May, 2017 |23
According to research presented at Digestive Disease Week 2017, an enzyme known as aspergillus niger-derived prolyl endoprotease (AN-PEP) could offer relief from gluten sensitivity.
Researchers found that by taking an enzyme tablet while consuming gluten-filled foods, patients can prevent a significant amount of the allergen from entering the small intestine. This finding could allow gluten-sensitive individuals to ingest small amounts of gluten without experiencing symptoms.
“This substance allows gluten-sensitive patients to feel safer, for example, when they are out with friends at a restaurant and can’t be sure whether something is 100 percent gluten-free,” says Julia König, PhD, the study’s lead author and post-doctoral research fellow at the School of Medical Sciences at University of Örebro, Sweden. “Since even small amounts of gluten can affect gluten-sensitive patients, this supplement can play an important role in addressing the residual gluten that is often the cause of uncomfortable symptoms.”
During the study, 18 self-reported gluten-sensitive patients ate a porridge that included two crumbled wheat cookies containing gluten. They also took either a high dose or low dose of AN-PEP, or a placebo. Researchers then measured gluten levels in the stomach and small intestine over the course of three hours.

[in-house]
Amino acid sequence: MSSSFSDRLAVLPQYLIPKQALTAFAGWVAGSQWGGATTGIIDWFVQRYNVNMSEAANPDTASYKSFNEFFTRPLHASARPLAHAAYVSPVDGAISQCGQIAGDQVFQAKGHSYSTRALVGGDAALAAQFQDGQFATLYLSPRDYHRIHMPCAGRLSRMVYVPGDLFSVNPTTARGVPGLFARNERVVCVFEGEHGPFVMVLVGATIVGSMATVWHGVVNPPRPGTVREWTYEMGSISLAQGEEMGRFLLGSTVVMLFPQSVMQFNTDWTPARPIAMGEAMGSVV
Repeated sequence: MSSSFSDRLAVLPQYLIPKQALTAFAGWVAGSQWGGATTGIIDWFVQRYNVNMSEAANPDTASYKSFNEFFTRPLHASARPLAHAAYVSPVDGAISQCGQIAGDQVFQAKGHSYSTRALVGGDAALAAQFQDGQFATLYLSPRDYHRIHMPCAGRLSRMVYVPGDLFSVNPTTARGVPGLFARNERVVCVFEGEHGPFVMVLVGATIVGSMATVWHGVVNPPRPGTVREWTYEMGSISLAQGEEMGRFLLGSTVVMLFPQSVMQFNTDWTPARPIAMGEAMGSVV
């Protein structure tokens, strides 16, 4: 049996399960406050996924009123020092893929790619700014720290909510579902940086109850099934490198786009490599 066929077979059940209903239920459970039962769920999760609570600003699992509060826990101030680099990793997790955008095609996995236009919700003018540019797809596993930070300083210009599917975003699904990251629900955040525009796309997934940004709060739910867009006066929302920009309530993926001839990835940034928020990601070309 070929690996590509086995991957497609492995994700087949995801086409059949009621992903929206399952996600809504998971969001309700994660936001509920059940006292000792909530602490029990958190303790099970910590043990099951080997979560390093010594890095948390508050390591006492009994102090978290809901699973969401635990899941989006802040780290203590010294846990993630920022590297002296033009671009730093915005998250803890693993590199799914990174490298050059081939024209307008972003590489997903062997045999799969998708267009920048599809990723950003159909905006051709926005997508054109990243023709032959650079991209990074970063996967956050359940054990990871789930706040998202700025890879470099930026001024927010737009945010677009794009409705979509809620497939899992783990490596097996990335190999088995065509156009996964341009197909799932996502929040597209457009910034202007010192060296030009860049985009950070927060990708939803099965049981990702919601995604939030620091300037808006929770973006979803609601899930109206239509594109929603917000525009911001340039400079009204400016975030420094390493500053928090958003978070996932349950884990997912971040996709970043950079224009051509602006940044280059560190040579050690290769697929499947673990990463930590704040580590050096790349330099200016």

Scientists found that in both high and low doses, AN-PEP broke down gluten in both the stomach and the first part of the small intestine. In the stomach, gluten levels in both the high- and low-dose groups were 85 per cent lower than in the placebo group. Once the food reached the duodenum, gluten levels were reduced by 81 per cent in the high dose group and 87 per cent in the low dose group versus placebo.
“Studies show that even when following a gluten-free diet, unintentional gluten intake can still occur, depending on how strict a gluten-free dieter is,” adds Dr. König. “Our results suggest that this enzyme can potentially reduce the side effects that occur when gluten-sensitive individuals accidentally eat a little gluten. We are not suggesting that AN-PEP will give these individuals the ability to eat pizza or pasta, sources of large amounts of gluten, but it might make them feel better if they mistakenly ingest gluten.”
Dr. König’s team did not test the enzyme on celiac disease patients, as even small amounts of gluten are potentially harmful for these individuals.